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Mississippi River

 
Length: 2350 miles (3,782 kilometers)

Mississippi River, principal river of the United States, 2,350 miles long, is exceeded in length only by the Missouri River, 2565 miles long, chief of its numerous tributaries. The combined Missouri-Mississippi system (from the Missouri’s headwaters in the Rocky Mountains to the mouth of the Mississippi River) is approximately 3,740 miles long and ranks as the world’s third longest river system - after the Nile and the Amazon. With its tributaries, the Mississippi drains approximately 1,231,000 square miles of the central United States, including all or part of 31 states and approximately 13,000 square miles of Alberta and Saskatchewan in Canada. The Mississippi River rises in small streams that feed Lake Itasca (altitude - 1,463 feet) in north Minnesota; flows generally south to enter the Gulf of Mexico through a huge delta in southeast Louisiana. A major economic waterway, the river is navigable from the sediment-free channel maintained through South Pass in the delta to the Falls of St. Anthony in Minneapolis, with canals circumventing the rapids near Rock Island, Illinois, and Keokuk, Iowa. For the low-water months of July, August, and September, there is a 45-foot deep channel navigable by oceangoing vessels from Head of the Passes to Baton Rouge, Louisiana, and a 9-foot deep channel from Baton Rouge which is deep enough for barges and towboats to Minneapolis. The Mississippi connects with the Intracoastal Waterway in the South and with the Great Lakes-St. Lawrence Seaway system in the North by way of the Illinois Waterway. Along the river’s upper course shipping is interrupted by ice from December to March; thick, hazardous fogs frequently settle on the cold waters of the unfrozen sections during warm spells from December to May. In its upper course the river is controlled by numerous dams and falls (approximately 700 feet) in the 513-mile stretch from Lake Itasca to Minneapolis and then falls (approximately 490 feet) in 856 miles from Minneapolis to Cairo, Illinois. The Mississippi River receives the Missouri River 17 miles north of St. Louis and expands to a width of approximately 3,500 feet; it swells to approximately 4,500 feet at Cairo, where it receives the Ohio River. The lower Mississippi meanders in great loops across a broad alluvial plain (25 miles–125 miles wide) that stretches from Cape Girardeau, Missouri, to the delta region south of Natchez, Mississippi. The plain is marked with oxbow lakes and marshes that are remnants of the river’s former channels. Natural levees, built up from sediment carried and deposited in times of flood, border the river for much of its length; sediment has also been deposited on the river bed, so that in places the surface of the Mississippi is above that of the surrounding plain, as evidenced by the St. Francis, Black, Yazoo, and Tensas river basins. Breaks in the levees frequently flood the fertile bottomlands of these and other low-lying areas of the plain. After receiving the Arkansas and Red rivers, the Mississippi enters a birdsfoot-type delta, which was built outward by sediment carried by the main stream since A.D. c.1500. It then discharges into the Gulf of Mexico through a number of distributaries, the most important being the Atchafalaya River and Bayou Lafourche. The main stream continues southeast through the Delta to enter the Gulf through several mouths, including Southeast Pass, South Pass, and Pass à Loutre. Indications that the Mississippi River might abandon this course and divert through the Atchafalaya River have led to the construction of a dam by the U.S. Army Corps of Engineers, known as the Old River Control Structure, to prevent such an occurrence. Regarding the Delta, environmentalists and those in the seafood industry are concerned with the fact that it loses 25 square miles–45 sqquare miles of marsh a year. The loss has been attributed to subsidence and a decrease in sediment largely due to dams, artificial channeling, and land conservation measures. Pollution and the cutting of new waterways for petroleum exploration and drilling have also taken their toll on the Delta. Louisiana has enacted environmental protection laws that are expected to slow, but not halt, the loss of the Delta marshes. Sluggish bayous and freshwater lakes dot the Delta region. The flow of the river is greatest in the spring, when heavy rainfall and melting snow on the tributaries (especially the Missouri and the Ohio) cause the main stream to rise and frequently overflow its banks and levees, inundating vast areas of the plain. Since the disastrous flood of 1927 the Unites States Congress has authorized the construction of dams on the upper Mississippi and its tributaries to regulate the flow; the building of approximately 1,600 miles of levees below Cape Girardeau to contain the swollen river; and the establishment of floodways to divert water at critical points, such as the Cairo–New Madrid, Atchafalaya, and Morganza floodways and the Bonnet Carre Spillway at New Orleans, which diverts water into Lake Pontchartrain. Cutoffs have eliminated the dangerous winding channels, and an improved main channel has increased the river’s flood-carrying capacity. Nonetheless, serious, record-breaking floods again occurred in the rainy spring of 1973, when the river crested at St. Louis at 43.3 feet, remained at flood stage for 77 days, and drove about 50,000 people from their homes and again in 1993. In 1988 a severe drought brought water levels down to their lowest point in recorded history and halted most river traffic. Hernando De Soto, a Spanish explorer, is credited with the European discovery of the Mississippi River in 1541. The French explorers Jacques Marquette and Louis Joliet reached it through the Wisconsin River in 1673, and in 1682, La Salle traveled down the river to the Gulf of Mexico and claimed the entire territory for France. The French founded New Orleans in 1718 and effectively extended control over the upper river basin with settlements at Cahokia, Kaskaskia, Prairie du Chien, and St. Louis. France ceded the river to Spain in 1763 but regained it in 1800; the United States acquired the Mississippi River as part of the Louisiana Purchase in 1803. A major artery for Native Americans and the fur-trading French, the river became in the 19th century the principal outlet for the newly settled areas of mid-America; exports were floated downstream with the current, and imports were poled or dragged upstream on rafts and keelboats. The first steamboat plied the river in 1811, and successors became increasingly luxurious as river trade increased in profitability and importance. Traffic from the north ceased after the outbreak of the Civil War. During the Civil War the Mississippi was an invasion route for Union armies and the scene of many important battles. Especially decisive were the capture of New Orleans (1862) by Admiral David Farragut, the Union naval commander, and the victory of Union forces under General Grant at Vicksburg in 1863. River traffic resumed after the end of the war; it is colorfully described in Mark Twain’s Life on the Mississippi (1883). However, much of the trade was lost to the railroad in the mid-1800s. With modern improvements in the river channels, traffic has increased, especially since the mid-1950s, with principal freight items being petroleum products, chemicals, sand, gravel, and limestone. Cotton and rice are important crops in the lower Mississippi valley; sugarcane is raised in the Delta. The Mississippi is abundant in freshwater fish; shrimp are taken from the briny Delta waters. The Delta also yields sulfur, oil, and gas. A 220-acre model of the Mississippi River basin is located at Clinton, Mississippi, which has been used by the U.S. Corps of Engineers to simulate various conditions in the basin.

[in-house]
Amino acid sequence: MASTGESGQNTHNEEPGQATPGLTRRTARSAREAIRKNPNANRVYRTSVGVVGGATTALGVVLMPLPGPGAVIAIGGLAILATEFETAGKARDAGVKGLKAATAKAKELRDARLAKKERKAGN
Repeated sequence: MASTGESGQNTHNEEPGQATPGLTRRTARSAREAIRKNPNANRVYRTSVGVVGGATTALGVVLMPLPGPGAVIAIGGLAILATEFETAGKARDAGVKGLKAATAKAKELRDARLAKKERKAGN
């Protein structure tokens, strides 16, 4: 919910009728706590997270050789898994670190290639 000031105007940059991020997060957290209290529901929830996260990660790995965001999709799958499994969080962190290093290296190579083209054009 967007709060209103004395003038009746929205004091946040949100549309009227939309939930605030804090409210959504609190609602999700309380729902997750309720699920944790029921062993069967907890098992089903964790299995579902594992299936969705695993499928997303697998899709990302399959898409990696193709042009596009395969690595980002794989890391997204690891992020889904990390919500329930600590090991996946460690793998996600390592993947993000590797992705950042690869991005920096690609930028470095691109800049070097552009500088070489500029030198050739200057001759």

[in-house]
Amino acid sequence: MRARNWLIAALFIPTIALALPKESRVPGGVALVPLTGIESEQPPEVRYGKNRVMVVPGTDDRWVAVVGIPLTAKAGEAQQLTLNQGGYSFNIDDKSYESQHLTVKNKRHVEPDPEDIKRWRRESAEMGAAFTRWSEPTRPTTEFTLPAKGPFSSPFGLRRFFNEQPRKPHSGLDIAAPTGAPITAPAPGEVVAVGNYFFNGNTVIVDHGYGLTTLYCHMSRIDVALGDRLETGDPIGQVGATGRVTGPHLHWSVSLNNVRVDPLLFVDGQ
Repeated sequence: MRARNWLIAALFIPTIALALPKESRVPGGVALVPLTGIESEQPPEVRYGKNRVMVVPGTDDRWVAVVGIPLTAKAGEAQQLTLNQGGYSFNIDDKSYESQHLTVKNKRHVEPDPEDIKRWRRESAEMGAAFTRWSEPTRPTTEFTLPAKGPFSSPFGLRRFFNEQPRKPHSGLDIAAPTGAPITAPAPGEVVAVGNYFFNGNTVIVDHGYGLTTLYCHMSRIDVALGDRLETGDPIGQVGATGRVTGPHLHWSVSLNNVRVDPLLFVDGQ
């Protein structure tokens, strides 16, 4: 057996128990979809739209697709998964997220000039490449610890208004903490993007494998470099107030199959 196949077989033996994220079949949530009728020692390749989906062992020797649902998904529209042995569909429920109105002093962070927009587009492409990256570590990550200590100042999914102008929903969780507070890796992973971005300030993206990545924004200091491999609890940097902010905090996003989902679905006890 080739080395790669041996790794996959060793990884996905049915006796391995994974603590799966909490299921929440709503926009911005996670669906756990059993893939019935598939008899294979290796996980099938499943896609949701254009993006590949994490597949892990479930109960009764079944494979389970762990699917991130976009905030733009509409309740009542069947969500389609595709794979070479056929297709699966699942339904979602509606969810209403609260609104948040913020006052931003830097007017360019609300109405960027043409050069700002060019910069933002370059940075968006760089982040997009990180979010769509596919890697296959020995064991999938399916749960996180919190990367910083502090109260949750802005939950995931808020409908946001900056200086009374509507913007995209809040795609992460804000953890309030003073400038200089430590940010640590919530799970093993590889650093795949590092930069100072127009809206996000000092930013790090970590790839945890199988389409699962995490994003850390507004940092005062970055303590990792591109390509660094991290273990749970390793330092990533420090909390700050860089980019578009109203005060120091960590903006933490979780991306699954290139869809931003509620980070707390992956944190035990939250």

MISSISSIPPI RIVER LAKES
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        Area: 1,200 Acres

Tributaries of the Mississippi River
Minnesota Lakes
Ohio River


Outflows of the Mississippi River
Gulf of Mexico